We’ve updated the California soundtrack

We’ve been regularly adding songs to our California playlist for several months now, and the eclectic collection has grown to over 250 songs. But your suggestions keep coming.

For the uninitiated, the California Soundtrack is our ever-evolving playlist that strives to reflect the Golden State’s endless complexity in music. We started with the hits — “California Dreamin'” and “(I Left My Heart) in San Francisco” — and then, with your help, we started diving into deeper cuts.

I added about 20 songs to the playlist today based on your recommendations. Among the most requested this round were “Topanga Windows” by Spirit (1968), “More Bounce (In California)” by Soul Kid #1 (2005) and “This Town” by The Go-Go’s (1981).

You can see the full list of California songs here (newest additions are in bold) or listen to them here.

As always, the California soundtrack is a work in progress that we will continue to edit. Send your song recommendation and a few lines about why you think it deserves inclusion to [email protected] Please include your name and city where you live.

And now for some of your newest options:

“Grey in LA” by Loudon Wainwright III (2007)

“This song is a fun counterpoint to the typical praise of the sun. It captures a lot about life in Los Angeles—warning nightmares, mudslides, broken dreams. And anyone who’s lived there long enough knows that sometimes there’s too much sunshine, and those rainy days can be quite nice.” — Nick Strazzabosco, Waterloo, Ontario, Canada

“Adios” by Linda Ronstadt (1989)

“It’s a stunningly beautiful song in which Ronstadt sings in the absolute best of her magnificent voice. Just thinking about it gives me chills! It’s all about a lost love that he has to leave behind on the coast of California. No words can truly describe the beauty of her singing. Just listen.” — Mary Smathers, Carmel

“California One/Youth and Beauty Brigade” by The Decemberists (2002)

“I love the dreamy way this progression unfolds, like a slow drive down Highway 1 through the sunny mists of the coast:

“And the road is winding.

From the Golden Gate to the Roaring Cliff

And the light is slightly dim

How our hearts sweetly untie

Under the California sun one'”

—Justin Mears, San Francisco

“Palmdale” by Afroman (2000)

“Here is a movie in three acts with a song that reminds me of Warner Brothers gangster stunts, an action road to destruction paved with honesty, stereotypes and moral lessons. Plus you can dance to it.” — Sue Perry, Carpinteria

“Still in Hollywood” by Concrete Blonde (1986)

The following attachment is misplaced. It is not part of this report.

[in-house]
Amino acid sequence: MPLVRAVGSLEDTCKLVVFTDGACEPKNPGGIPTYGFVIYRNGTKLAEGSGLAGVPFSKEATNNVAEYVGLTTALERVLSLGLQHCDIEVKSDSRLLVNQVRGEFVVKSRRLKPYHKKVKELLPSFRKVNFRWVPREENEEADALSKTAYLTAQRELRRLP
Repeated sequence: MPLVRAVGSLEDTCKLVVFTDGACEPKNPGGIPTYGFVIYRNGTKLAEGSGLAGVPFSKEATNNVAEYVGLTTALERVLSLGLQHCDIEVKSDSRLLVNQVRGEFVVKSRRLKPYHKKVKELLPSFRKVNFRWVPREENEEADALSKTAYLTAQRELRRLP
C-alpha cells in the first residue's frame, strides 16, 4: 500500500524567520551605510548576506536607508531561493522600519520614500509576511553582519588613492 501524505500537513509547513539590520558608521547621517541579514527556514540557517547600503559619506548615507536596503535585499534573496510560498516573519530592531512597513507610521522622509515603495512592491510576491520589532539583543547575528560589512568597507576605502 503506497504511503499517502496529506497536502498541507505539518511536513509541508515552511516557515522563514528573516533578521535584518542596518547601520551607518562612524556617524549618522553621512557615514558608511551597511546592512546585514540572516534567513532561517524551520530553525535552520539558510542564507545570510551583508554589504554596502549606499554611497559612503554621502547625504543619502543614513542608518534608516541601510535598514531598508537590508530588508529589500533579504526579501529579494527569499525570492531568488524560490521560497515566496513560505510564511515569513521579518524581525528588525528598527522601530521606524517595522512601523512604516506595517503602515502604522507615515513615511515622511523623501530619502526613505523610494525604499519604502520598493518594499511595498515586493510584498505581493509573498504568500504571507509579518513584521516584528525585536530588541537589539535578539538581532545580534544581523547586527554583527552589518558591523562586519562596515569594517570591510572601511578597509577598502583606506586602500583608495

“It has always described the addictive magic of Hollywood that draws so many of us to California. But the reality of life here can be tough for newcomers, and many don’t survive the first few years. But for the rest of us, once you find your place, it’s impossible to imagine living anywhere else.” — Jeremy Wagener, Los Angeles

More:


Today’s tip comes from Kate Dreger, who recommends a hiking trail in the Oakland Hills:

“My favorite place to visit on a weekend or a quiet afternoon is the Serpentine Prairie Trail departing from the Richard C. Trudeau Conference Center in the Oakland Hills.

It only has a small parking lot, but you can also park along the road. The views are gorgeous, it’s dog friendly and there are even fenced areas with educational signage. You’d never think you were in Oakland – it reminds me of Ireland. You can take a short 20-minute hike or take one of the side trails and make it a longer adventure.”

Tell us about your favorite places in California. Email your suggestions to [email protected] We’ll share more in upcoming newsletter issues.


Are you inundated with text messages from congressional candidates or groups trying to influence your vote on ballot initiatives? Have you tried opting out of receiving these texts?

If so, Times technology reporter Natasha Singer is working on a story on political campaign texts and wants to hear about your experiences.


As fascism spread in Europe in the 1930s, Jewish artists and composers struggled to make their music heard. They faced persecution from the Nazis and were banned by orchestras and cultural institutions because of their Jewish identity. Many fled abroad.

As a result, hundreds of works by promising composers were lost or neglected. But scientists and publishers are now working to make their music heard again.

G. Schirmer, a major music publisher, and Exilarte, an organization at the University of Music and Performing Arts Vienna, announced Thursday an initiative to release more than 400 compositions by Jewish composers whose careers were disrupted by the Holocaust.

Among the composers is Walter Arlen, a 102-year-old who was born into a middle-class Jewish family in Vienna. He aspired to study music professionally in Austria, but in 1939 he fled with his relatives from persecution by the Nazis.

In a telephone interview from his home in California, Arlen told The Times that he is humbled that his works will reach a wider audience. “It’s a beautiful experience,” he said. “It’s not easy to be published. I lived long enough to be a part of it, to see it.’


Thank you for reading. I’ll be back on Monday. — Soumya

PS Here it is today’s mini crossword.

Briana Scalia and Miles McKinley contributed to California Today. You can contact the team at [email protected].

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